For Logan, the post-Katrina era has been heart wrenching. While some faculty left for good after the storm, those who stayed truly believed in serving an urban area with a large population of African American and first generation students, he says. Now that mission is imperiled, Logan says.
“We really thought we were building something that was worthwhile,” Logan says with a tone of resignation.
There were tensions at the University of New Orleans before the flood waters had even dried. Citing financial exigency, the university placed employees on lengthy furloughs that some professors interpreted as tantamount to termination or forced retirement. Among them was Joe Murphy, a physics professor who – displaced by the storm – moved to live with family in Slidell, La., where he now has his own home.
“The way it was handled in a way hurt me more than anything else,” recalls Murphy, who was a faculty member at New Orleans for 37 years.
Like many who would be forced to take one-year furloughs, Murphy found out he was on the list through an e-mail that – without naming professors – provided the salaries and departments of those who’d be targeted.
“When I looked at the salaries, I knew immediately who the people were, including myself,” says Murphy, who retired rather than take a furlough.
Murphy had already made it known before the storm that he planned to retire within a few years, but he says he felt shabbily treated and insulted by the way his final months transpired. Not long after, he received a congratulatory letter on his “retirement.”
“I felt like somebody was rubbing salt in my wounds,” he says. “You’re congratulating me on my retirement, but you’ve forced me to retire.”
Those wounds are still open on some campuses. The American Association of University Professors censured the University of New Orleans and three others  for violating faculty rights in Katrina’s aftermath. While Tulane University and Southern University have since been removed from the censure list for taking corrective action, the University of New Orleans and Loyola University New Orleans remain censured.
Robert O’Neil, who co-authored a report  for the AAUP on the treatment of faculty after Katrina, says the censures demonstrated that the academic community – while sympathetic – would not sit back and allow tenure and due process rights to be violated, even under extreme circumstances.
“Censure is a very serious sanction, and it is not taken lightly by any of the people I’ve known who have been subject to it, and the hope is for redemption through removal,” says O’Neil, a former president of the University of Virginia and the University of Wisconsin System, who also directs the Thomas Jefferson Center for the Protection of Free Expression and serves as general counsel to the AAUP.
The censured institutions have denied wrongdoing.
Private, tuition-driven universities like Loyola have faced their own peculiar challenges in Katrina’s aftermath. Ed Kvet, the university’s provost, recalls the complete uncertainty Loyola officials had in the weeks and months following the storm.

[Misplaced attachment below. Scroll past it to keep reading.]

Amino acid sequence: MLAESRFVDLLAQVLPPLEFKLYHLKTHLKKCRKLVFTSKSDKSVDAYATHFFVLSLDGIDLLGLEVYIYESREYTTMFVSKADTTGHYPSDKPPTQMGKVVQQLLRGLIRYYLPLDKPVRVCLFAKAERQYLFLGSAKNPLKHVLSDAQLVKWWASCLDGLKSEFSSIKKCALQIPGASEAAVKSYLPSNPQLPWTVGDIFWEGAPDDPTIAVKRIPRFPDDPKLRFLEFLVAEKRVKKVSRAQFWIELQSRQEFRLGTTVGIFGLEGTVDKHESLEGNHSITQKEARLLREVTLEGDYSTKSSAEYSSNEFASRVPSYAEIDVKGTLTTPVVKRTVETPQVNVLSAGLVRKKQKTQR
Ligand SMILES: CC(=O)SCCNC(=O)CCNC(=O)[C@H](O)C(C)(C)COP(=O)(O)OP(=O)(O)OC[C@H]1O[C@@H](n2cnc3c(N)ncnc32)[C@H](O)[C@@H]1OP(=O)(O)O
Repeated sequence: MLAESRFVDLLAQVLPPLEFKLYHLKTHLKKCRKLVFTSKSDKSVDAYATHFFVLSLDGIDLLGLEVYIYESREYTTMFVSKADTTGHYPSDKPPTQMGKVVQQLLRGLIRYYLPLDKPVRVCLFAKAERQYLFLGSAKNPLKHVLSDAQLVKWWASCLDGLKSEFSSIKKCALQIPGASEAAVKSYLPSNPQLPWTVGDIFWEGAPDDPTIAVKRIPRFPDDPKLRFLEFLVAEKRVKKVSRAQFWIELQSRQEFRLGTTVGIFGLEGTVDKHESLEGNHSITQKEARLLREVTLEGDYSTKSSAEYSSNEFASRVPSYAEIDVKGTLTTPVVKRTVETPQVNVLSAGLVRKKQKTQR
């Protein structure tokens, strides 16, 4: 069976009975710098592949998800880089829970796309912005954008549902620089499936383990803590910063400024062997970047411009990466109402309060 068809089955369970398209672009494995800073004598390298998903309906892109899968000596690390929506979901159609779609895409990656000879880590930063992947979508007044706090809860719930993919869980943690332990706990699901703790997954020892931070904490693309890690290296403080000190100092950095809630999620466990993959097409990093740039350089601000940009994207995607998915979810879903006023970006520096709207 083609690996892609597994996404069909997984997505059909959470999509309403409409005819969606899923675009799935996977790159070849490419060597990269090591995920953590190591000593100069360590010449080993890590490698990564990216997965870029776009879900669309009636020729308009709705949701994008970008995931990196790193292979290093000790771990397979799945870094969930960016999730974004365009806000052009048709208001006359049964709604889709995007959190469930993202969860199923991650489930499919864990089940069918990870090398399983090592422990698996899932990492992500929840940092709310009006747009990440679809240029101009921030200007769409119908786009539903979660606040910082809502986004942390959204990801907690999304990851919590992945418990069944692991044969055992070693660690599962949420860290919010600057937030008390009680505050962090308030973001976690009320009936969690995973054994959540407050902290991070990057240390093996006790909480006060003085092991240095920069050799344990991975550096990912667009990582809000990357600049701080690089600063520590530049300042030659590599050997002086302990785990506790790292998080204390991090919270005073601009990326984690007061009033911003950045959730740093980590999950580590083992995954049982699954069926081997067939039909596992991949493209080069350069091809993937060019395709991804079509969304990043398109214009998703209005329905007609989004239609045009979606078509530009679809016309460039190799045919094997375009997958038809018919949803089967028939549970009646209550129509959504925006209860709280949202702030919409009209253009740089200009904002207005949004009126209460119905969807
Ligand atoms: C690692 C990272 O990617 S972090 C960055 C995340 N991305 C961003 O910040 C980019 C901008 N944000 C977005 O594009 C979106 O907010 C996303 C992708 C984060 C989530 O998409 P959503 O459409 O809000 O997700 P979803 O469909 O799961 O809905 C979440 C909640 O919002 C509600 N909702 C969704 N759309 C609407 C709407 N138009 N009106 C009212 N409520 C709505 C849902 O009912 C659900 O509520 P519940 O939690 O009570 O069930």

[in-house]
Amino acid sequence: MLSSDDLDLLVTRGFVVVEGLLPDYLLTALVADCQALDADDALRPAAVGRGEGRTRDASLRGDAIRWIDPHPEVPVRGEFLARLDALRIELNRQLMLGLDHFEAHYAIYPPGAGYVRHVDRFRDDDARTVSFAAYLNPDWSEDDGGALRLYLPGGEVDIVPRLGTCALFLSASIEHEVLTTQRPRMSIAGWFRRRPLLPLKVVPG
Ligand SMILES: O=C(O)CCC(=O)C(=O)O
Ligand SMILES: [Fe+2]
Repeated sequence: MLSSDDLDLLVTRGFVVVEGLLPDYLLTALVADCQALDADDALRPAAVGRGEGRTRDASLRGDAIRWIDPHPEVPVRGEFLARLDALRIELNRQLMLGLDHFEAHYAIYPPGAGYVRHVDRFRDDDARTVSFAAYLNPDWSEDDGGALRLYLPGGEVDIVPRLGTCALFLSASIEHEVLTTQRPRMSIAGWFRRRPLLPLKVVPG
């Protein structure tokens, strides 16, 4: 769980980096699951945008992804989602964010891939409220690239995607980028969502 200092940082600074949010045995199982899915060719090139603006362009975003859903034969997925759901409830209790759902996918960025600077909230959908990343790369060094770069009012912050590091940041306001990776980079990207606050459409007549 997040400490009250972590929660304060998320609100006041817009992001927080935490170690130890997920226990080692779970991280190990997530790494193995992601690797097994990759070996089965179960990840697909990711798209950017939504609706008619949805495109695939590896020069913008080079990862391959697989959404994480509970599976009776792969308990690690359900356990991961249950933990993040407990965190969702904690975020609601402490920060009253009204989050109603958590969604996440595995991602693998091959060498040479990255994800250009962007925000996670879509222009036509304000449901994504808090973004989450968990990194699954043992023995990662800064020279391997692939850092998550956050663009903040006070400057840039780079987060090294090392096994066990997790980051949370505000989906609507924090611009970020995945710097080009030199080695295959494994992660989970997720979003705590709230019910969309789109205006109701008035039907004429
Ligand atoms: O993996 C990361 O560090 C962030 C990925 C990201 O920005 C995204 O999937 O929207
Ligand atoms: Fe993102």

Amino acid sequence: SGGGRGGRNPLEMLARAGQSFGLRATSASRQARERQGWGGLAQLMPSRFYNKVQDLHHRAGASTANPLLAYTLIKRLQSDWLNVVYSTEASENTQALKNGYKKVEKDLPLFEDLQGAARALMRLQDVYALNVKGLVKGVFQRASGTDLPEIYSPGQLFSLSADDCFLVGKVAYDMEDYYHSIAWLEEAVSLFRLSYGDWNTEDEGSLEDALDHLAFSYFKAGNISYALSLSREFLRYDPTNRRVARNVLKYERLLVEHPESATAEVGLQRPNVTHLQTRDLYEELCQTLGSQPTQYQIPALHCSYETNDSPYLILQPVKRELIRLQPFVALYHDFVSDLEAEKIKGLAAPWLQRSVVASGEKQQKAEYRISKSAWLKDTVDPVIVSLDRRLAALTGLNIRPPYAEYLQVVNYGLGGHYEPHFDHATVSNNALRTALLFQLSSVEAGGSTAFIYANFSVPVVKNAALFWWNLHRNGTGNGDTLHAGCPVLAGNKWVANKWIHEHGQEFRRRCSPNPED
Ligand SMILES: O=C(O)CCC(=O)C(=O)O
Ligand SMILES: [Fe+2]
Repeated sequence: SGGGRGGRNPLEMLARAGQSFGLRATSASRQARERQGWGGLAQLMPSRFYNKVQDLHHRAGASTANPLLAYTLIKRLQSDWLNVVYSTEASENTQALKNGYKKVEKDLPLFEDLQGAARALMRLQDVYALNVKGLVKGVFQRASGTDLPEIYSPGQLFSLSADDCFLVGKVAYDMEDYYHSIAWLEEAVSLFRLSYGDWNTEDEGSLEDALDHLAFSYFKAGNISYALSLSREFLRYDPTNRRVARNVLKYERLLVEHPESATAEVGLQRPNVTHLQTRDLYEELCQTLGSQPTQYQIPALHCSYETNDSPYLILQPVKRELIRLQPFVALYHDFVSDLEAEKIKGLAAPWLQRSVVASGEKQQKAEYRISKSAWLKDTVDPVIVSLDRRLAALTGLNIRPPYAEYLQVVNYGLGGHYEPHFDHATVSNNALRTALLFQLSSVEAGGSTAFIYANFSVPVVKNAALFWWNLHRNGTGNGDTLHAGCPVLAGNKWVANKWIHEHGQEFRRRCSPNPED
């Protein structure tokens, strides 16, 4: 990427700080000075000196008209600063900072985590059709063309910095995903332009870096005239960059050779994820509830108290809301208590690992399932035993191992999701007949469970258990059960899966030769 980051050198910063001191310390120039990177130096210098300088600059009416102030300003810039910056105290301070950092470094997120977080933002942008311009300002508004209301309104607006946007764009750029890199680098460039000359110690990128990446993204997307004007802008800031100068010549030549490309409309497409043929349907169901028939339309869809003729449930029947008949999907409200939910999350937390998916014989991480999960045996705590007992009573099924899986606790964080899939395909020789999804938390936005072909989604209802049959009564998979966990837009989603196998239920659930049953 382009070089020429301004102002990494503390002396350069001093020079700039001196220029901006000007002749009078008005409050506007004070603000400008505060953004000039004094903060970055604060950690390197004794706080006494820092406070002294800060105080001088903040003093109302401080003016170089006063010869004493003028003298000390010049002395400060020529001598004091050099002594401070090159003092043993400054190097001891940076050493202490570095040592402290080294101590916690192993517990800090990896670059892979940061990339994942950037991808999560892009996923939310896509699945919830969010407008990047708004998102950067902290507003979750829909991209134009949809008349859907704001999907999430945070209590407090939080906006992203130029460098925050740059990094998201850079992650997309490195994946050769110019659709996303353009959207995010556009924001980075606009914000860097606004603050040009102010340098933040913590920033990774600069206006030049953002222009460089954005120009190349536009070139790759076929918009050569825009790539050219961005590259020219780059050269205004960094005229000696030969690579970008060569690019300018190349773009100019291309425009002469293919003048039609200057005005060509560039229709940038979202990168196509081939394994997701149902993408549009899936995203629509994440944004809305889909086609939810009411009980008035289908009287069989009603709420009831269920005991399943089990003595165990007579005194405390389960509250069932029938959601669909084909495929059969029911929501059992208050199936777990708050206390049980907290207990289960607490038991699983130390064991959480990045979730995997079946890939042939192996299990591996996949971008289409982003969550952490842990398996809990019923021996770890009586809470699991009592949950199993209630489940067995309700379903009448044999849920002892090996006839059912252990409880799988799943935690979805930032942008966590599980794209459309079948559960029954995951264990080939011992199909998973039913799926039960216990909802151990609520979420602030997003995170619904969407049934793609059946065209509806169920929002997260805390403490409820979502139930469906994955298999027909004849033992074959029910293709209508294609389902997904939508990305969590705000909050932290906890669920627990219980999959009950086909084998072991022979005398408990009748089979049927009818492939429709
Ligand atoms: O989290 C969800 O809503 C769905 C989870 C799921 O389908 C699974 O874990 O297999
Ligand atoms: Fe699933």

“We didn’t know early on the future of the entire city,” Kvet says.
And if there was a city, who would want to come to it? Indeed, images of devastation, stories of criminality run amok and allegations of police brutality are not the kind of selling points a Jesuit institution like Loyola includes in its promotional materials.
“These are very vulnerable students between 18 and 22 years of age,” Kvet says. “Would parents allow them to come back into the city with all the graphic images [on TV]?”
To a significant extent, the students have come back. Loyola projects an enrollment of 5,100 students this fall. While that’s down from the pre-Katrina enrollment of nearly 5,750, the university is bringing in ever larger freshman classes to bolster its numbers. And while Loyola took criticism for laying off faculty in the storm’s wake, the university has hired aggressively and now has more full-time professors than it did in the year before Katrina hit.
The Rev. Kevin Wildes, Loyola’s president, says the hurricane forced the university to think seriously about what its mission was. That contemplation led to some painful choices and program eliminations, including those in elementary education and computer science. At the same time, however, the storm inspired university officials to increase Loyola’s emphasis on service learning opportunities and led to the launch of an interdisciplinary minor on the study of New Orleans.
“It’s not exactly the presidency I had in mind,” Father Wildes says. “But anyhow.”
Marvalene Hughes, who took over as president of Dillard University just before Katrina, was similarly surprised by the trajectory her presidency took. Indeed, evacuating students from campus was among her first duties. Retelling the story of those tense days, Hughes says, "It's a time that I hope I never fully relive again, because it was frightening."
Since that time, Hughes says she has seen the campus bouncing back. Demolished buildings and flooded grounds have given way to new construction, including the development of a long-awaited student union, complete with a theater and bowling alley.
"It certainly feels like a different day," she says.
Iza Wojciechowska contributed to this report.
Katrina By the Numbers
|Institution||Estimated Damages||Fed Funds Received for Physical Damages||Pre-Katrina Enrollment||Projected 2010 Enrollment||Pre-Katrina Full-time Faculty||Full-time Faculty 2010|
|Delgado Community College||$58.9M||$62.6M||16,669||18,628||376||348|
|LSU Health Sciences Center||$143M||$144.7M||2,238||2,716||968||815|
|Our Lady of Holy Cross College||$2.5M||$0||1,444||1,300||50 (Estimated)||50|
|Southern University at New Orleans||$90.2M||$92M||3,647||2,900||588||117|
SOURCE: Individual Colleges
*Due to incomplete data, 2006 numbers were provided.
**Includes funds for lost revenues, physical damages.